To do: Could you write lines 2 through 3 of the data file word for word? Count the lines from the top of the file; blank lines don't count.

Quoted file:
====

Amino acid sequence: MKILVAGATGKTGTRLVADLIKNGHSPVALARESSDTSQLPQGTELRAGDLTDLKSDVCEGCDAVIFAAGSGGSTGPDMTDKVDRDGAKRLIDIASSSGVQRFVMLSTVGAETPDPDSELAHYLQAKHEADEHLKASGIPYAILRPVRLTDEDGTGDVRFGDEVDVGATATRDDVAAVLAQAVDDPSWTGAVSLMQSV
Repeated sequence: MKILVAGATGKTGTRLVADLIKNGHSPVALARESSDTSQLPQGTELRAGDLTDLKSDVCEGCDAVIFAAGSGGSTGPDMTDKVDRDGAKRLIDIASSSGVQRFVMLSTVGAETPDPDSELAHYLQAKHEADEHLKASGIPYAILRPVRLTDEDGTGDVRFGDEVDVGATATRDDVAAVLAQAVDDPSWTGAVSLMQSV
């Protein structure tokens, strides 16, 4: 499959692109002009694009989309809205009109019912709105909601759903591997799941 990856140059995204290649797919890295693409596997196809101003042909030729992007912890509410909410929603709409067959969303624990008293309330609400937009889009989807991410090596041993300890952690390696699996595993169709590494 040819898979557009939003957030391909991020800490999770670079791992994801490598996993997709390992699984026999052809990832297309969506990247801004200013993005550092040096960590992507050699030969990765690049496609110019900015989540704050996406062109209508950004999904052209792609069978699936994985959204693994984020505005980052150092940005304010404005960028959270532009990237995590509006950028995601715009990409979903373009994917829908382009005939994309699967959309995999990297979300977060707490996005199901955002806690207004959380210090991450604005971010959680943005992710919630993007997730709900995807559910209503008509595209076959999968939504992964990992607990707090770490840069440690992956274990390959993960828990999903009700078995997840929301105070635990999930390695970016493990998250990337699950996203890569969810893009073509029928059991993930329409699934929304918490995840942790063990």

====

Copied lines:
Repeated sequence: MKILVAGATGKTGTRLVADLIKNGHSPVALARESSDTSQLPQGTELRAGDLTDLKSDVCEGCDAVIFAAGSGGSTGPDMTDKVDRDGAKRLIDIASSSGVQRFVMLSTVGAETPDPDSELAHYLQAKHEADEHLKASGIPYAILRPVRLTDEDGTGDVRFGDEVDVGATATRDDVAAVLAQAVDDPSWTGAVSLMQSV
């Protein structure tokens, strides 16, 4: 499959692109002009694009989309809205009109019912709105909601759903591997799941 990856140059995204290649797919890295693409596997196809101003042909030729992007912890509410909410929603709409067959969303624990008293309330609400937009889009989807991410090596041993300890952690390696699996595993169709590494 040819898979557009939003957030391909991020800490999770670079791992994801490598996993997709390992699984026999052809990832297309969506990247801004200013993005550092040096960590992507050699030969990765690049496609110019900015989540704050996406062109209508950004999904052209792609069978699936994985959204693994984020505005980052150092940005304010404005960028959270532009990237995590509006950028995601715009990409979903373009994917829908382009005939994309699967959309995999990297979300977060707490996005199901955002806690207004959380210090991450604005971010959680943005992710919630993007997730709900995807559910209503008509595209076959999968939504992964990992607990707090770490840069440690992956274990390959993960828990999903009700078995997840929301105070635990999930390695970016493990998250990337699950996203890569969810893009073509029928059991993930329409699934929304918490995840942790063990």